Charles Adderley

Randall Arthur Alcock

George Henry Allsopp

William Allwood

George Herbert Alton

Thomas Alton

Stephen Annable

Harold Arnold

Arthur Ashton

David Johnson Barber

Thomas William Barker

Raymond Theodore Frederick Barnett M.B.E, R.A.M.C.

John Bates

Samuel Wood Bath

George Edward Belfield

Samuel Arthur Belfield

Allan Bembridge

Arthur Bembridge

John Bembridge

Albert Beresford

George Alexander Berkin

Harry Birkin (Berkin)

William Blackham

James Puttock Blagg

Charles Frederick Bloor

Albert Blount

James William Blount

William Bond

Charlie Boot

Ernest Boot

William Herbert Boot

William James Booth

Samuel Bower

Fred Bowler M.M.

George Bowmer

William Brailsford

Charles Reginald Brandreth

John George Brentnall

George Brown

David John Burbridge

George Burdett

Arthur Butler

John Butler

Corporal 681

Stephen Annable

1st/5th Battalion Sherwood Foresters (Notts and Derby Regiment)

Died of wounds at 1:00am on Tuesday 8th June 1915 aged 27.

Newspaper Article
Brave Belper soldier killed - Corporal Stephen Annable
As fine a specimen of the true British soldier as one could wish to meet died of wounds received in action in the western campaign in the person of Corporal Stephen Annable, 5th Battalion Sherwood Foresters and of Field Head Terrace, Belper
The deceased had been in the Territorials about eight years, and was mobilized with the Belper company at the beginning of the war. After a period of training in England he crossed the channel with the troops of the North Midland Division and at the time he was wounded he was superintending trench construction work in which he is said to have excelled, Corporal Annable who was 27 years of age leaves a wife and three little children. Before the war he was employed at the Hartshay Colliery.

The heroic fight which Corporal Annable made against a insidious bullet wound is set out in letters from Lieutenant G.T.Aldous, the officer commanding his company and the Wesleyan Chaplain the Reverend E.Stanley Bishop. On June 4th the former wrote to Mrs Annable:-
"I am extremely sorry to tell you that your husband was wounded in the trenches yesterday rather seriously, but at present we have every reason to hope he will get over it all right. He was hit at dawn just has he had come off a piece of trench work he was superintending, work at which he is particularly clever. Unfortunately he could not be moved out of the trench until night, but everything possible was done to make him comfortable, he was very quiet and patient. I told him I would write and tell you, as he will not be able to write for a time but as I said we have every reason to hope that he will recover, though it is a serious wound, I will write again when I hear how he is getting on, but of course, they move the wounded right back from the firing line and I dare say he will be taken to England. I hope he will soon come back to us as I shall miss him very much from my platoon. He is one of my best men."

On June 8th Lieutenant Aldous penned the following lines to Mrs Annable:-
"You will have heard by this time that your husband died this morning. Mr Bishop the Chaplain will have written to you about it better than I can, but I would just like to write you a line to say how much we of his company feel his loss. I quite hoped when I wrote to you before that he would get over it. He made a splendid fight for it, but the wound was too serious. I went to see him in hospital twice, he was brave and patient all through, I know you will be feeling just now as if nothing could make up for this terrible loss, but it will console you some day knowing he lost his life fighting for his country and that he did his duty so bravely. He was buried this afternoon in a little country church yard. The captain, myself, and many of his comrades following him to his grave."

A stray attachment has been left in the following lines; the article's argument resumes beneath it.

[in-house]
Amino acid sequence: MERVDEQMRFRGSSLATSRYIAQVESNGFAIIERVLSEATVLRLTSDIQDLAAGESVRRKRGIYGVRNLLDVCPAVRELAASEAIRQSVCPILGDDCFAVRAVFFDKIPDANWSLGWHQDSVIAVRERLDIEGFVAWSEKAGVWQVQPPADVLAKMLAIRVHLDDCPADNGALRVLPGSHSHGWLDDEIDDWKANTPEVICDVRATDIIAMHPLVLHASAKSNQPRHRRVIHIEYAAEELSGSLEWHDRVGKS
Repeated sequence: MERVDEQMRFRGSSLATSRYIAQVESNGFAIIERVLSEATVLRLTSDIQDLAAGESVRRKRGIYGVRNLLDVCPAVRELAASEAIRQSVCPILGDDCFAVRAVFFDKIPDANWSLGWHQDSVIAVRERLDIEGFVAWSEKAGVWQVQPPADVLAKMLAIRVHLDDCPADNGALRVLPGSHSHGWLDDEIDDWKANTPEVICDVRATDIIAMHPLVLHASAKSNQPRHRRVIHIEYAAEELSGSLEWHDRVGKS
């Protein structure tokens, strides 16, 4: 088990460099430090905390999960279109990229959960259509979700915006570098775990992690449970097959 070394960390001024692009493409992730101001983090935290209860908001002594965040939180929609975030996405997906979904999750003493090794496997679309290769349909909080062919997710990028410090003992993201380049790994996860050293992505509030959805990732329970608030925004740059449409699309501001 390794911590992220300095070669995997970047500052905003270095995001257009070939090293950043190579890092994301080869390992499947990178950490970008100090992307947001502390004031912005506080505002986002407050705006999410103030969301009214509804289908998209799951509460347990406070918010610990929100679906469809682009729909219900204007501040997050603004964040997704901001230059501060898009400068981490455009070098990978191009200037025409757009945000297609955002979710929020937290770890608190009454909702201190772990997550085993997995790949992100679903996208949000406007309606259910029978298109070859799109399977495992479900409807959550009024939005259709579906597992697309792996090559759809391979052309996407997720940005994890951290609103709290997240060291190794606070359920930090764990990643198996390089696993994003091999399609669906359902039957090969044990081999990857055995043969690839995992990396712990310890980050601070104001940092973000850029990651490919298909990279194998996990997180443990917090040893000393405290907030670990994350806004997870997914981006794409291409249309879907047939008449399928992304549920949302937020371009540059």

Lieutenant Aldous later promoted to Captain was himself killed on 25th March 1916.

Two letters were also received from the Rev.E.Stanley Bishop Wesleyan Chaplin. The first stated that Corporal Annable bore his wound like a "brave and true soldier" and we give the following extracts from the second, written after his death.
"Stephen died at one o'clock this morning (8th inst) he sank rapidly last night and we could see that the end was not far off. We gave him a soldier's funeral with all the honours we could pay to a brave comrade. We send our deepest sympathy in losing this man of whom we were so proud, and who was such an example in his patient suffering."

Lieutenant Hunter in whose company, Corporal Annable served before being transferred to that of Lieutenant Aldous wrote to the deceased's mother, on June 8th as follows:-
"I am writing to tell you how sorry I am to hear that your son died in hospital yesterday from a wound he received a few days back, when in the trenches.

As you probably know he was moved from the Belper company some time ago. So I only heard of his wound this morning. We all officers and his men of his old company, feel his loss very much indeed and wish to convey to you our most sincere sympathy, Captain Naylor attended his funeral this afternoon. He was buried in the battalion cemetery and his grave will be marked with a cross on which will be printed his name, regiment, and date with the words DIED OF WOUNDS."

Burial Place

He is buried in the Loker (formerly Locre) Churchyard Belgium. Loker Churchyard was used by field ambulances and fighting units for burials from December 1914 to June 1917.




Born and enlisted in Belper Stephen was the husband of Susannah Jones (formerly Annable), of Guide Post, Nether Heage, Derbyshire.



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